Grants entry for 1 plus $10 voucher towards any purchase at our bookstore.
Wednesday, April 24, 2019 7:00 pm - 8:30 pm
William Deresiewicz, writing in The Nation in 2011, characterized Ann Beattie’s work as about “People yearning to escape, then yearning to escape their escape . . . Beside the sorrow, like a rainbow edge, was a perfectly poker-faced humor.” Beattie is unmatched in her ability to convey the subtle power struggles of human communication and the manipulations of relationships. Beattie is a master of minimalist narrative and Michael Carroll’s no holds barred style could be described as maximalist but both authors have an acute understanding of life’s messy, topsy-turvy, glory.
In A Wonderful Stroke of Luck, Beattie’s characters are living in the shadow of 9/11. Beattie subtly explores the way that day of chaotic, obliterating loss wended its way into our understanding of the world, leaving even those who it did not personally touch unsettled and a little less hopeful. Though she is best known for portraying an entirely different generation, Beattie’s literary sensibility seems surprisingly well-matched to exploring this one on an emotional level.
Stella Maris is about the verities of illness and death. The past and its prisoners, AIDS, the young and not so young man’s realization of his own mortality. It’s about the unpredictable nature of life, and of survival. It’s about new beginnings and final recognitions.
Beattie and Carroll will read from their work and discuss the beauties, horrors, profits and pitfalls of emotion, loss, and the conditions that profoundly connect us to one another.
Ann Beattie has been included in four O. Henry Award Collections, in John Updike’s The Best American Short Stories of the Century, and in Jennifer Egan’s The Best American Short Stories 2014. In 2000, she received the PEN/Malamud Award for achievement in the short story. In 2005, she received the Rea Award for the Short Story. She was the Edgar Allan Poe Professor of Literature and Creative Writing at the University of Virginia. She is a member of The American Academy of Arts and Letters and of the American Academy of Arts and Sciences. She and her husband, Lincoln Perry, live in Maine and Key West, Florida.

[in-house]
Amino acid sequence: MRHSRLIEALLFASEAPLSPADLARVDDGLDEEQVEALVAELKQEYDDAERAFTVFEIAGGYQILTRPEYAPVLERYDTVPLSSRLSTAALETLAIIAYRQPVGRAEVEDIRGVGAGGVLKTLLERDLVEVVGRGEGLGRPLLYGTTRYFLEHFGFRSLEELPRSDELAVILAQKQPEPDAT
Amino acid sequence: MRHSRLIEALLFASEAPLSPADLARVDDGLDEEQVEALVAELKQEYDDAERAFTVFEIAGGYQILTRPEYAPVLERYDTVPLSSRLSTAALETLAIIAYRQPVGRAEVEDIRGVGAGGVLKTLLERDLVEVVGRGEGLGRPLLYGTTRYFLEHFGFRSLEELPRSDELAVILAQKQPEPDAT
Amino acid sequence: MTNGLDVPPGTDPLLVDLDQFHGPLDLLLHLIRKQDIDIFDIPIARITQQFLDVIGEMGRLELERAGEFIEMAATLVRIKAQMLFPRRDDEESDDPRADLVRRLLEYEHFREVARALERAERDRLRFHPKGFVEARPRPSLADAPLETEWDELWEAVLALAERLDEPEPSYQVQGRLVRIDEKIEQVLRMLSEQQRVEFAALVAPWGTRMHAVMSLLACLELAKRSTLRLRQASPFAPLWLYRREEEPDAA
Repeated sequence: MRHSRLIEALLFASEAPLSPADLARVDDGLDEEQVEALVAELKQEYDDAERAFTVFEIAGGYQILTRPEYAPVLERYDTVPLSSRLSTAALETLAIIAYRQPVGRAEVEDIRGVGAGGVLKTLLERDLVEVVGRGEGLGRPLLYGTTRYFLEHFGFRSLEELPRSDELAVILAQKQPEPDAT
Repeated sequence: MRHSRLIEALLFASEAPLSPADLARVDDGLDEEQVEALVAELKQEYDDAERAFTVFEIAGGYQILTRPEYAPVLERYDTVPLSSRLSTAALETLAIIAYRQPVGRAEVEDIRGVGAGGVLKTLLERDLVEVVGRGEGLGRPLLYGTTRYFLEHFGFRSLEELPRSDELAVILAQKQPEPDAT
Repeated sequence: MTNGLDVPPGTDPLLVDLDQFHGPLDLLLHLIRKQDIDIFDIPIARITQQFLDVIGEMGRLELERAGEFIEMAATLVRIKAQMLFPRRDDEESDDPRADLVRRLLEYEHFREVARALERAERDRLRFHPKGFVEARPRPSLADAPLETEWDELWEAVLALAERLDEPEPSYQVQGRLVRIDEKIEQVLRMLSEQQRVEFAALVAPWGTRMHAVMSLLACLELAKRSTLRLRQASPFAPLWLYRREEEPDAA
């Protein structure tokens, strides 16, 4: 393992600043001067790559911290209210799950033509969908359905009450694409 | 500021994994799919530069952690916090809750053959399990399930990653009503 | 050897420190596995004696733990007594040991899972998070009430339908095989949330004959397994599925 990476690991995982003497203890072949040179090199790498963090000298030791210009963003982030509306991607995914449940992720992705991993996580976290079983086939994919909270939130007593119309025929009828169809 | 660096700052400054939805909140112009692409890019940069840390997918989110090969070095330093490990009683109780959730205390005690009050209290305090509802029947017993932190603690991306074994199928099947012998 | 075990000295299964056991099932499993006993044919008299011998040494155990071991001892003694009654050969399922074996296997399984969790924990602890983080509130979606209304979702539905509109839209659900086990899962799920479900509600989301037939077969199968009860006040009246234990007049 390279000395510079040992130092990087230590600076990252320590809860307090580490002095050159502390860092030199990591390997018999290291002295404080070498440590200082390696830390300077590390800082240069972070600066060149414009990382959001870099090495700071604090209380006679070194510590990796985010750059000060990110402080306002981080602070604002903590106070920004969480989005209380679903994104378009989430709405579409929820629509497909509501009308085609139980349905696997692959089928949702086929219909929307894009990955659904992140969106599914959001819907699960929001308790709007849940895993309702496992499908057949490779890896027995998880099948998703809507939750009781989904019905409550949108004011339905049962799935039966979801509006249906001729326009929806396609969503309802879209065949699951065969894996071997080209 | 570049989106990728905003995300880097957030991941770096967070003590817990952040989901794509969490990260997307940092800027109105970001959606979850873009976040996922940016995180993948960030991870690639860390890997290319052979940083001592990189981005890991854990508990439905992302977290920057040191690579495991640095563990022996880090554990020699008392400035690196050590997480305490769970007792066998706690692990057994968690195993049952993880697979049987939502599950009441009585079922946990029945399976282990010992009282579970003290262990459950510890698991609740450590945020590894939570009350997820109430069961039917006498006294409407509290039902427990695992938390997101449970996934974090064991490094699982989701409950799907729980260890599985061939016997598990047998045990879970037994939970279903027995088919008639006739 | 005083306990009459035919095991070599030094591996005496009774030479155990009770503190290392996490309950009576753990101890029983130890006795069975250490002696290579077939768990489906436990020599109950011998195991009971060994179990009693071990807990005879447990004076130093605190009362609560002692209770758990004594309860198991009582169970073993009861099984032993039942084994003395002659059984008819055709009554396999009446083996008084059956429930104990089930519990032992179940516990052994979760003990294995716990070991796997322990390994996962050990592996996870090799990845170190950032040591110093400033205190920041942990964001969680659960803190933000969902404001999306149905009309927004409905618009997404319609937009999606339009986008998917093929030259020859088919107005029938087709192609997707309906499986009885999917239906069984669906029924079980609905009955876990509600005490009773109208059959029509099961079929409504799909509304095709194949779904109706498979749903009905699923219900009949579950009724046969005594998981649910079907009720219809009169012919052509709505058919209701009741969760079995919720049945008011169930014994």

Photo credit Eileen O'Donnel
Photo credit Eileen O'Donnel
Michael Carroll’s Little Reef and Other Stories won the 2015 Sue Kaufman Prize for First Fiction from the American Academy of Arts and Letters. Little Reef was also a finalist for a Lambda Literary Award and a Publishing Triangle Award. His work has been included or is forthcoming in the Yale Review, Southwest Review, Open City, The Harvard Review, and other journals, as well as in The New Penguin Book of Gay Short Stories. As a Peace Corps Volunteer, he taught in Yemen and the Czech Republic. He presently teaches in the summer writing program at John Cabot University in Rome and lives in New York.
A Wonderful Stroke of Luck
By Ann Beattie
Published by Viking
Longtime readers of Beattie’s will be pleased to find the same indelible, laconic observations about relationships, life’s mysteries and disappointments, that make her short fiction so beloved. In A Wonderful Stroke of Luck, Beattie allows herself a longer format to explore the connections among a group of people who attended a boarding school in the very early aughts and fell under the spell of an enigmatic, manipulative teacher.
Stella Maris: and Other Key West Stories
By Michael Carroll
Published by Turtle Point Press
When Cuban fisherman first spotted the Key West lighthouse floating in Florida waters, they called her Stella Maris, Star of the Sea. It’s a beacon that draws people from everywhere seeking the end-of-the-line bohemian oasis that can still be found amidst the condo share towers, chain stores, and Redneck Riviera clientele. And it’s a mecca for gay men and the women who love them. Michael Carroll knows the territory intimately. His stories wind in and out of the bars and guesthouses and lives of this singular paradise: a memorial for a drag queen held at the vicar’s Victorian leads to uneasy encounters; two Southern sisters on a cruise ship holiday battle the ravages of alcohol, estrangement, and deadly weather. Newly divorced gay men (already a phenomenon) lick their wounds and bask in the island’s lasting social twilight. At the all-male, clothing-optional resort, guys of all ages fall into one another’s paths, enjoy themselves as they please, and surprise one another with their views and preconceptions.
“[Carroll’s] stories, keenly―even cruelly―observant, occupy the verges of love and death where the truest and most recklessly aware emotions abide.”
―Joy Williams2 .
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